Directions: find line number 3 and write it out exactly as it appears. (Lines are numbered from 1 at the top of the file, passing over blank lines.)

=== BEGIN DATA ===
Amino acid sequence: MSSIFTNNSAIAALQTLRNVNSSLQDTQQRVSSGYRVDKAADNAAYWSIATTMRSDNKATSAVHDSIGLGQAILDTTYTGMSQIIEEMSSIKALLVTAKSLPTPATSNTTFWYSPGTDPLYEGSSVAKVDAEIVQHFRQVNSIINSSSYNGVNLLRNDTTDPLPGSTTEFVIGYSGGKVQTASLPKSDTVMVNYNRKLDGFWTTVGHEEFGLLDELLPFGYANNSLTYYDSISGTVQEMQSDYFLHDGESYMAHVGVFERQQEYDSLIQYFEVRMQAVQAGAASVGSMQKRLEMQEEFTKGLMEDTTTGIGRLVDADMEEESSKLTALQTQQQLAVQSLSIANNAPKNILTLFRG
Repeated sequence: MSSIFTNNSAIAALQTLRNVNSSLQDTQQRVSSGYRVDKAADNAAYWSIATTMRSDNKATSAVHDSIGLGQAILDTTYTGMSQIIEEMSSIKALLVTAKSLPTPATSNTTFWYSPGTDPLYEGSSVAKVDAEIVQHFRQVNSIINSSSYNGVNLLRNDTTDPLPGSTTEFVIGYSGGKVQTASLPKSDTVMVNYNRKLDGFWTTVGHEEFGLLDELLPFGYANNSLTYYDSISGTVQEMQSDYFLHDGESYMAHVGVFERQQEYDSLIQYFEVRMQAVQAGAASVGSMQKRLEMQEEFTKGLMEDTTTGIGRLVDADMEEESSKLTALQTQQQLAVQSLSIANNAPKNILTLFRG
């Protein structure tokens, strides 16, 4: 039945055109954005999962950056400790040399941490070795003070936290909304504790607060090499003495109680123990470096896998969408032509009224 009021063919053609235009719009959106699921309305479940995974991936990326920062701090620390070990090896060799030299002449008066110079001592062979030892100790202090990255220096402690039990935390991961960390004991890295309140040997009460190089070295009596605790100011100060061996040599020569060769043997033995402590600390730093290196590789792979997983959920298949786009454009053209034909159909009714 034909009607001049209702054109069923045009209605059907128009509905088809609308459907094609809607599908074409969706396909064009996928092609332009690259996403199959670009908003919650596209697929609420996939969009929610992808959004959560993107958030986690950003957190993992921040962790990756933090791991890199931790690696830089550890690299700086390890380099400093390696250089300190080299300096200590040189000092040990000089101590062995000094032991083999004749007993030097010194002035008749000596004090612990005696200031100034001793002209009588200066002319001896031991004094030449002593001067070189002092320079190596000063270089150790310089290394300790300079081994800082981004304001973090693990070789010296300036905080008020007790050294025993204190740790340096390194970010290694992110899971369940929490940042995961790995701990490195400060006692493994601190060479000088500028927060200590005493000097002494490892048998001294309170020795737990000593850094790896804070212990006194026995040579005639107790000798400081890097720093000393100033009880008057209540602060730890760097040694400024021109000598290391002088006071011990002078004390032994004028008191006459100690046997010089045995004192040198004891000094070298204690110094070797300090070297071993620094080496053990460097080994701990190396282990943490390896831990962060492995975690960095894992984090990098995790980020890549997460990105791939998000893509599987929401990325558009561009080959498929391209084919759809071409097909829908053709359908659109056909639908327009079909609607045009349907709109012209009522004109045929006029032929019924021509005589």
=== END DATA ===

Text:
């Protein structure tokens, strides 16, 4: 039945055109954005999962950056400790040399941490070795003070936290909304504790607060090499003495109680123990470096896998969408032509009224 009021063919053609235009719009959106699921309305479940995974991936990326920062701090620390070990090896060799030299002449008066110079001592062979030892100790202090990255220096402690039990935390991961960390004991890295309140040997009460190089070295009596605790100011100060061996040599020569060769043997033995402590600390730093290196590789792979997983959920298949786009454009053209034909159909009714 034909009607001049209702054109069923045009209605059907128009509905088809609308459907094609809607599908074409969706396909064009996928092609332009690259996403199959670009908003919650596209697929609420996939969009929610992808959004959560993107958030986690950003957190993992921040962790990756933090791991890199931790690696830089550890690299700086390890380099400093390696250089300190080299300096200590040189000092040990000089101590062995000094032991083999004749007993030097010194002035008749000596004090612990005696200031100034001793002209009588200066002319001896031991004094030449002593001067070189002092320079190596000063270089150790310089290394300790300079081994800082981004304001973090693990070789010296300036905080008020007790050294025993204190740790340096390194970010290694992110899971369940929490940042995961790995701990490195400060006692493994601190060479000088500028927060200590005493000097002494490892048998001294309170020795737990000593850094790896804070212990006194026995040579005639107790000798400081890097720093000393100033009880008057209540602060730890760097040694400024021109000598290391002088006071011990002078004390032994004028008191006459100690046997010089045995004192040198004891000094070298204690110094070797300090070297071993620094080496053990460097080994701990190396282990943490390896831990962060492995975690960095894992984090990098995790980020890549997460990105791939998000893509599987929401990325558009561009080959498929391209084919759809071409097909829908053709359908659109056909639908327009079909609607045009349907709109012209009522004109045929006029032929019924021509005589």